Saturday, June 19, 2010


Saturday night's Suxcast found weatherhorse Andrea Rich warning of rain on Sunday and urging those going to the College World Series to take an umbrella to the game.

Only problem with this advice? Umbrellas aren't allowed in the stadium.

Tuesday, June 15, 2010


You can take the girl out of Joplin, but you can never quite flush Joplin out of the girl.

Channel Sux's farm-report-caliber morning anchorette Malorie Maddox, filling in on the midday news for Jimmy Thiedlecki on Tuesday, referred to Michigan Senator Carl Levin (sounds like "eleven" without the first e) as Carl "luh-VEEN."

Anyone following national news for more than a few months would recognize the man's name; he's been in the Senate for 32 years. That, of course, explains why Maltard had no clue.

Remember, they're the news you trust.

Monday, June 14, 2010


Exhibiting its talent for 24/7 bumbling, Channel Sux went dark Saturday night from approximately 11:00 to 11:15.

They're quick to boast that they're available on the internet and on your phone. Now all they need to work out is how to stay on television.

Friday, June 11, 2010


The bad news: ThuckthNewthe Anchor Jimmy Thielecki returned from vacation Friday morning.

The good news: Channel Sux has been off the air intermittently all day, so those staying with the station saw more dead air than they saw of lithpy Jimmy and his annoying little sidekick, Maltard Maddox.

The station promos promise that viewers can count on SuxNews, but they omit the rest of the sentence, which should add "to overhype ourselves to the point of ridiculousness and then stumble and bumble our way through even the simplest tasks."

Thursday, June 10, 2010


We can remember a simpler, gentler time: an era when there were only three or four stations to choose from, when professionally-produced national newscasts were delivered by trained, serious journalists. In those days, national news was a once-a-day treat, and most of the really stupid stuff we saw on TV was produced by rubes at local stations—stations that were on the air maybe twenty hours a day.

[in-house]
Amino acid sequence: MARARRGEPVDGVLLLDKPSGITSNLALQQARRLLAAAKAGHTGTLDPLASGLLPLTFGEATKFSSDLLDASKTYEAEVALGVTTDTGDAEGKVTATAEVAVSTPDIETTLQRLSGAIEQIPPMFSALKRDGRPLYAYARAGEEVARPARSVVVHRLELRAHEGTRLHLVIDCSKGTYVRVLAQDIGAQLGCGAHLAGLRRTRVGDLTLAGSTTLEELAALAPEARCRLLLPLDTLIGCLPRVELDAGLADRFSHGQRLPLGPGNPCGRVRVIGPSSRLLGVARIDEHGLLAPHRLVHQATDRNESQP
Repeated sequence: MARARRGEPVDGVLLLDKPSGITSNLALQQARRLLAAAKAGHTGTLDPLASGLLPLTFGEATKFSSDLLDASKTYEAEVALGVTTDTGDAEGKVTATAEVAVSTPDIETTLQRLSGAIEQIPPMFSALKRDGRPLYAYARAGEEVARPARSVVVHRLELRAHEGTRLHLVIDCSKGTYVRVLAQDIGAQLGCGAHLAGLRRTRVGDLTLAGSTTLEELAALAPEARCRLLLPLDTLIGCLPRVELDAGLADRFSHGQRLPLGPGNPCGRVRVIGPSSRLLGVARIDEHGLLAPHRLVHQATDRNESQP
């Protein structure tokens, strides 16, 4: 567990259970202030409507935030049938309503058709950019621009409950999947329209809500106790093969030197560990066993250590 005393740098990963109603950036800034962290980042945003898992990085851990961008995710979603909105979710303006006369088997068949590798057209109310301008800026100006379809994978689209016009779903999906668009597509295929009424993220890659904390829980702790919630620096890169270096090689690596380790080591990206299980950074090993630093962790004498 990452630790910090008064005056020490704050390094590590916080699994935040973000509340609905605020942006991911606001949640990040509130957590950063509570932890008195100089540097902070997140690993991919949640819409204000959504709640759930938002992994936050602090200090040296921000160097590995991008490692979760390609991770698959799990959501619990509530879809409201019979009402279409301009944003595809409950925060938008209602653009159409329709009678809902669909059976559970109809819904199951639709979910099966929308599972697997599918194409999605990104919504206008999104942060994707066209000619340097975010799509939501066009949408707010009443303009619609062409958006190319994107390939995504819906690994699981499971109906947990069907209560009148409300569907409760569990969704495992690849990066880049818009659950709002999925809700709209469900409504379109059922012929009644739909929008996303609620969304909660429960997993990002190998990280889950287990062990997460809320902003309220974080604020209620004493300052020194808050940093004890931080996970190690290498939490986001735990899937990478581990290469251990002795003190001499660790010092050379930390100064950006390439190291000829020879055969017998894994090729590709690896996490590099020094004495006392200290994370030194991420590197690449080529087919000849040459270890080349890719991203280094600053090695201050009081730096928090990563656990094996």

Unfortunately, those days are gone.

Local TV still has a remarkable capacity for airing worthless programming, most of it thrown together by nitwits and bimbos who couldn't have gotten even an interview with their current stations 25 years ago, much less an anchor job. Despite all the technical improvements and 21st century gadgetry, local news is more vapid and useless than ever.

One example of this trend involves having news anchors encourage viewers to post comments online regarding a given topic. That, one might think, would be pointless enough. But rather than stopping there, said anchors go on to give the resulting posts a cold, on-air reading.

The reading usually sounds something like, "Umm, Noreen writes, 'This is what we get for fluoridating the water!'And, uh, Delmer says, 'I think the feminists are trying to steal my socks,'" when the topic is the College World Series. It's the sort of moronic drivel that, in the old days, would have been reserved for the KFAB Comment Line.

Locally, this mental novocaine first appeared where most local idiotic features originate: SuxNews. Unfortunately, before long, KETV was making its anchors read viewer posts to the station's Facebook page.

Even more disturbing is that the ineptitude and vacuousness of local stations seems to be seeping upward into national outlets, in the same way that excrement climbs  into a house when there's no backflow preventer on the sewer pipe. Seeing this inanity on outlets like CNN, MSNBC, and even an occasional network news program is especially troubling.

Here's what news directors (and the clueless consultants who pull their strings) don't seem to get: We tune in to news programs because we want to hear from people who know more than we do and who have actually located facts in an attempt to make sense of what's going on in the world. We want to articulate, educated, clear-thinking grownups to keep us up to speed on current events.

If we want half-baked theories, mundane observations, and irrelevant gripes, we can go down the street and visit our dumbass neighbor—the one with the unpainted house, who's in his eleventh year of building a retaining wall in his backyard and whose driveway features a rusting pontoon boat, half a decaying swingset, a faded Tilt-a-Whirl sign, and a maroon conversion van sporting Oregon license plates. Or we can go to a Tea Party gathering.

In other words, we want these dolts to take the time they waste reading online postings and, instead, give us meaningful info in a coherent manner.

Is that asking too much?

Wednesday, June 02, 2010

#@&$! Where You Live

SuxNews seldom fails to delight with its coverage of storms. While KETV gives us live video of trees being tossed about, Channel Sux airs Jimmy Thiedlecki's photos of a privacy fence that fell over or Maltard Maddox's breathless account of her patio furniture blowing around.

But Tuesday's highlight was anchor Tracy Madden blurting out an expletive while waiting for J-Tard Knicely, a climatically aroused Jim Flowers, or the station's technical crew to do their jobs. Enjoy it over and over again here.
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